For example, putting in ‘more’ effort to cook home meals.

Getting more hands on, purchasing raw ingredients whole, cutting and prepping all the items and then cooking them (using technology of course). Sure the cost of investment is effort and time, but the reward is nutritious food, improving your culinary skills and creating tasty food thats cooked with a bit of TLC.

Oh, and when you’re done, stand at the sink, rinse, wash and dry the dishes. Your spouse will thank you.

In contrast to the above, a polarising option in regards to meal preparation is to purchase pre made meals.

Evidently, the effort and time cost associated with these services is low. And sure they are handy to have stored away when you are caught off guard in emergency situation, however they are often double edge sword – high in convenience, low in skill acquisition.

Over reliance on pre-prepared foods often leaves individuals with not much to show for their investment, at best, perhaps they learnt portion control or how to read food labels. More importantly, linking this to my above point, the individuals who opt for such meal services often don’t start with the end in mind.

What will pre made meals teach you and will it be sustainable long term?

The same goes for activity…

More walking, stairs, bikes etc being inefficient in life can help your weight loss journey in a significant way, so strive to live with less convenience and as often as possible, choose the option that requires more physical effort. If something is easy, you’re most likely getting nothing from it, so be bothered to be bothered.

5. Plan for the worst day

When everything is going right, everything is fine. Plans can be made and executed, life is good.

Then life throws you a curve ball and it’s easy to get thrown of course and revert back to what is easy, comfortable and what got you to the point where you want to change.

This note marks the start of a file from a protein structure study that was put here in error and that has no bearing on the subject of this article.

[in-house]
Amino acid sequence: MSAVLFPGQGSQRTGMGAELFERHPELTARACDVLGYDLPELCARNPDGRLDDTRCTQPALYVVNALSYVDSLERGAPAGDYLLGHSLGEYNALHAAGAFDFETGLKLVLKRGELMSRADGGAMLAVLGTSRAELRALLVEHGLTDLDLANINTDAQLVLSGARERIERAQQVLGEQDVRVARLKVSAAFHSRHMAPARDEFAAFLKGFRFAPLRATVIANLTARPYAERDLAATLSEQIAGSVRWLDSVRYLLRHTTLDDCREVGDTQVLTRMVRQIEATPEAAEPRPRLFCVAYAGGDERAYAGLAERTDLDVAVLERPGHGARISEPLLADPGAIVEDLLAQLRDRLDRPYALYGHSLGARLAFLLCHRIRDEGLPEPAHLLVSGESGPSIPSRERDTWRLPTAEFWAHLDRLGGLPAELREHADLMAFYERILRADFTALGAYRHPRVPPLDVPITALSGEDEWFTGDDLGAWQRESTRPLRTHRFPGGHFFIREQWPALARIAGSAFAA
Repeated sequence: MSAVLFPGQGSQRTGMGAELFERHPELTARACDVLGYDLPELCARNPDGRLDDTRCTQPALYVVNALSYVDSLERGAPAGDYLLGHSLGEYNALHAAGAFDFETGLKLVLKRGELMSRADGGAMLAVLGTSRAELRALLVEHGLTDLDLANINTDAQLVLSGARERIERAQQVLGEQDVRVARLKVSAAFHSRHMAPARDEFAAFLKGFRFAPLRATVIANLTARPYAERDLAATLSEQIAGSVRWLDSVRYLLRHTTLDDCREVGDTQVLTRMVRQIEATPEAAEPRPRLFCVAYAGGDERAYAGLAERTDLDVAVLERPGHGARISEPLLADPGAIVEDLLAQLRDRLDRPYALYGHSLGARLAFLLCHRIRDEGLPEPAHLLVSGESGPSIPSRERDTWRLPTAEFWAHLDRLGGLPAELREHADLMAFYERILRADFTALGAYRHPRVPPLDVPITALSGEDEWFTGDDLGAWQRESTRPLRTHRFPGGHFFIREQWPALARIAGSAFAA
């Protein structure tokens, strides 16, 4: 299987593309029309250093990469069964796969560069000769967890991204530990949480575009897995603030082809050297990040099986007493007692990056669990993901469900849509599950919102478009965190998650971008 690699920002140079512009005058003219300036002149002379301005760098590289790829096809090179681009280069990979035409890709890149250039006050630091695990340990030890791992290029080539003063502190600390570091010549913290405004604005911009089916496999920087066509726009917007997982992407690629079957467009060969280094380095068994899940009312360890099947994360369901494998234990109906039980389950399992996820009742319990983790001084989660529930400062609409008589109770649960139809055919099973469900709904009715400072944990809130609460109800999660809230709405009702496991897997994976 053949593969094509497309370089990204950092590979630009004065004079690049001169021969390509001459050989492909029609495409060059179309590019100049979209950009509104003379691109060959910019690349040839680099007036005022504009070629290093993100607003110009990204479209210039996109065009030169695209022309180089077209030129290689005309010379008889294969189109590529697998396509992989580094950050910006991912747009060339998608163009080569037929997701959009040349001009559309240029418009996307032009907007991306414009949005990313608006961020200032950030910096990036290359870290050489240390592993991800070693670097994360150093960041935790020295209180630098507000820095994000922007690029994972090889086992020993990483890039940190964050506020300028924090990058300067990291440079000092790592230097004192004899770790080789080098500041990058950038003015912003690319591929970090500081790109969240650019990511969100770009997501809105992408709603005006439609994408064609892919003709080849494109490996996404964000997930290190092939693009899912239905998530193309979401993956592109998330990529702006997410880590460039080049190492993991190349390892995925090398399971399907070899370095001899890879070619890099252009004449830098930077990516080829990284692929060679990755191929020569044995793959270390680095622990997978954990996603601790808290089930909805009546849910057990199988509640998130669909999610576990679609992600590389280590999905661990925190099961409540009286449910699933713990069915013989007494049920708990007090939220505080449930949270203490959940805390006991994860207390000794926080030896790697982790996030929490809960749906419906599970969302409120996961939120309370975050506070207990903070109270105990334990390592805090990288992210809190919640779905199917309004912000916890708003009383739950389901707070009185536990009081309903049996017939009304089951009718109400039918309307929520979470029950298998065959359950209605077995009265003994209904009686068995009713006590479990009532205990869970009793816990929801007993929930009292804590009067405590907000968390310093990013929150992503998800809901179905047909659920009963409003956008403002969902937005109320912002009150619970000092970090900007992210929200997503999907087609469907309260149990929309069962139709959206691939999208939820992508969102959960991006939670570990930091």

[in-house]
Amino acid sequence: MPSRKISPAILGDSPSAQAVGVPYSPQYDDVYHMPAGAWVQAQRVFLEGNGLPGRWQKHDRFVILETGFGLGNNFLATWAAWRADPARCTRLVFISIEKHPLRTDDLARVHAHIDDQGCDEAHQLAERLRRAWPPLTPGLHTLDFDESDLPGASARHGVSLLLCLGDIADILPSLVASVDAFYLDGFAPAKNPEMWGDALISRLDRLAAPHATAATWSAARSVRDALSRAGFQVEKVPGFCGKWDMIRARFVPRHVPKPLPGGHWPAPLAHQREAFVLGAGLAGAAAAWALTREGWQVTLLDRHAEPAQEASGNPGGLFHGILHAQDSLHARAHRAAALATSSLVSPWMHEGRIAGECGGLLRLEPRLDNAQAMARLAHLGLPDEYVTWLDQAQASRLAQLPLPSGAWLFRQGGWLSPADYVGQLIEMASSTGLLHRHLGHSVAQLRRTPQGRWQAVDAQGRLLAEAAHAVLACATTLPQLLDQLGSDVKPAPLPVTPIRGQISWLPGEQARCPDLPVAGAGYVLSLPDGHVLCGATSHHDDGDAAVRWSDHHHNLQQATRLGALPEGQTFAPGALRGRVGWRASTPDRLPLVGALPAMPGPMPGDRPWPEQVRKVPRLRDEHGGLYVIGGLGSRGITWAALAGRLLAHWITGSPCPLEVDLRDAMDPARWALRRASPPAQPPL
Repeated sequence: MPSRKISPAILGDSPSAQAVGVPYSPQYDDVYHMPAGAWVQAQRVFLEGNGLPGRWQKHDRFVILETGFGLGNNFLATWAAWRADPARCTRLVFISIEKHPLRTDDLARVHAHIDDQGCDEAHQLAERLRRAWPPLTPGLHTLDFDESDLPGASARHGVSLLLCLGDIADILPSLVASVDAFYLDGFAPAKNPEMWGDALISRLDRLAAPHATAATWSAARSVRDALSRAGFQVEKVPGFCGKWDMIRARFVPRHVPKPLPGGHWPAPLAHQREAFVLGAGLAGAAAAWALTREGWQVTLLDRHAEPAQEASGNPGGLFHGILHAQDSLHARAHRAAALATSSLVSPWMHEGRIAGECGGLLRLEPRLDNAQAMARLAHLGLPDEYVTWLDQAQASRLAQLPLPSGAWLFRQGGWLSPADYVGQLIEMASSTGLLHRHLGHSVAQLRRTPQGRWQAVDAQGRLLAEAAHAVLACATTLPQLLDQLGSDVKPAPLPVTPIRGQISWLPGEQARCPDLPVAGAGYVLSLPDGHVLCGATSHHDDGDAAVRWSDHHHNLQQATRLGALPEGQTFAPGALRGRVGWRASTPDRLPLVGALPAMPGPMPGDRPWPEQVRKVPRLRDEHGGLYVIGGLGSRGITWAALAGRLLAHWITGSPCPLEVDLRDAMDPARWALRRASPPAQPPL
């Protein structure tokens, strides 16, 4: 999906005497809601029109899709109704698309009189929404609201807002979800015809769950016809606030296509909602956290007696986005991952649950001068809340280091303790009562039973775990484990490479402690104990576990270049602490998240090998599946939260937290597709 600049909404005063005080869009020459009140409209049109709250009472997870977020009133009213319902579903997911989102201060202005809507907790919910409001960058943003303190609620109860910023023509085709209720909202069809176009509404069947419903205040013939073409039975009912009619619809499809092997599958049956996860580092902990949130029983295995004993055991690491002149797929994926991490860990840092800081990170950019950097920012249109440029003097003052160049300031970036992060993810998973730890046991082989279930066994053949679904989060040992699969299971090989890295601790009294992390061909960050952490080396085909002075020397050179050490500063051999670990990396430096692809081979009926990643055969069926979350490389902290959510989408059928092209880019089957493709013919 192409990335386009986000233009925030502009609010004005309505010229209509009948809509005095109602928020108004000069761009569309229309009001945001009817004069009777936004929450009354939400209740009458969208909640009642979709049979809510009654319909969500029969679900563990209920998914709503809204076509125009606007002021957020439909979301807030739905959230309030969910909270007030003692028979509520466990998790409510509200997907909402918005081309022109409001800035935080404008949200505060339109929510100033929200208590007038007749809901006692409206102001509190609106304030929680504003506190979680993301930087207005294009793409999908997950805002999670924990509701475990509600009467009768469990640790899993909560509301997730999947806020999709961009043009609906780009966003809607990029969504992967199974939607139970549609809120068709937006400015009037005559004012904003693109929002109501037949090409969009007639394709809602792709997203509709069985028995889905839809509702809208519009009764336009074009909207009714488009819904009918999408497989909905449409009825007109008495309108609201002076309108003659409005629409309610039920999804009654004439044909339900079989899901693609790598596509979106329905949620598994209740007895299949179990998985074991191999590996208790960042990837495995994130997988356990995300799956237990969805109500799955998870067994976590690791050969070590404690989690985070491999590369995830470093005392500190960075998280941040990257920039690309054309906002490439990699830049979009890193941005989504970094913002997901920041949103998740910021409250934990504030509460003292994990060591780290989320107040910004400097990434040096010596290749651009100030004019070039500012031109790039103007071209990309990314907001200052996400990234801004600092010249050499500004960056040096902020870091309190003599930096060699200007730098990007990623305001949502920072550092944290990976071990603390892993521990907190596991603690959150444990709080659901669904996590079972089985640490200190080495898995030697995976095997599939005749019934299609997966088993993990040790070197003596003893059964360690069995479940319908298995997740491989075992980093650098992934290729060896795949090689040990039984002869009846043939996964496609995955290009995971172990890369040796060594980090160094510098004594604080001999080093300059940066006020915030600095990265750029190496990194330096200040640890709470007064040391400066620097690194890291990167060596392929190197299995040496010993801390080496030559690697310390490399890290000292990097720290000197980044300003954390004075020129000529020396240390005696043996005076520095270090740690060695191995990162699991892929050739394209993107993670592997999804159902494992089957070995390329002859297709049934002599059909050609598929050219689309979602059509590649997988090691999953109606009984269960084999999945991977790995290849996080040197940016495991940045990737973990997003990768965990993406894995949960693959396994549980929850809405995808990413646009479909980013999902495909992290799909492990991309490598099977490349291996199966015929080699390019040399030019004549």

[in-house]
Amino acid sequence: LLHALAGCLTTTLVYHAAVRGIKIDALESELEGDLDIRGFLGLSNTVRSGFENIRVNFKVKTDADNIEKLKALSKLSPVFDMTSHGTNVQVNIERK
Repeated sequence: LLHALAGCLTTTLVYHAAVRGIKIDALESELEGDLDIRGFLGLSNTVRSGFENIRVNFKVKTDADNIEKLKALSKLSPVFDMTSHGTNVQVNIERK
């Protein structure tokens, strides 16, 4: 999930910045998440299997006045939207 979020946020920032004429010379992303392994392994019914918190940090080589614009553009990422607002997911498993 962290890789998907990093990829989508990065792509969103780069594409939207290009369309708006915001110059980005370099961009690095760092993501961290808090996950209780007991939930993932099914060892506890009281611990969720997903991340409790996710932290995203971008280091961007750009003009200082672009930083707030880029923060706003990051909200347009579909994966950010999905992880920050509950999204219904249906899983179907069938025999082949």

Not addressing your stressors or your usual responses to stress is a sure way to fall off the wagon.

Plan ahead and perceive the worst case scenario, a day from hell.

Slept in, spilt your coffee on your shirt while driving, left your lunch at home, boss is being a twat, relationship problems, sick child, got fired, car broke down.

Plan for this day. With the worst day of existence in mind, on a piece of paper, draw three columns and title them

1- I get stressed when….
2- When stressed, I used to do…
3- When stressed I will…

In the first column, think back and think ahead to what has and could happen. Fill in the middle column with all the examples and methods you usually turn too in difficult times. Then, populate the column to the right with more productive behaviours.

On the topic of food and a day from hell, what do you do?

It would be fair to say that sticking to the original attack plan would be difficult to say the least, but what would be the best choice to make in such circumstances, choices that in some ways still align with your goals?

Know where you would go and what you would get from a variety of food providers.

Create a list of items you can purchase from a supermarket to ensure your compliance is still strong, but to also reduce the likelihood of feeling like you’ve given up on your goals. At the end of the day, no moment or decision is worth feeling guilty for, make a choice and move on.

Bonus: Don’t throw the reigns up at the end.

Stated earlier, the end of one dieting phase should initiate the start of the next. The next dieting phase isn’t ‘off the wagon’ either… Instead of viewing nutrition as black or white, think in shades of grey. Move to maintenance, or a slight surplus. This should require an overhaul in your approach or behaviours, but will alleviate a lot of the fatigue and stress associated with energy restriction.

Aim to hold the structures and behaviours you’ve developed through a hands on approach heavily dependant on high effort choices of every day tasks.

Be mindful of couch time, netflix and your social circles – they can be a black hole of goals and ambitions.

Continue to focus on progress, not perfection and apply your understandings of the link between your behaviour and lifestyle, to help you regain control of your weight and enjoy the fruits that life has to offer.

author: Luke Thornton

Luke is a Head Physique Coach at JPS Health & Fitness with a keen eye for assessing and improving behaviour and mindset. With multiple Physique Titles under his belt, a pro card and years in the trenches, Luke's experience and knowledge make him one of Melbourne's Go-To coaches.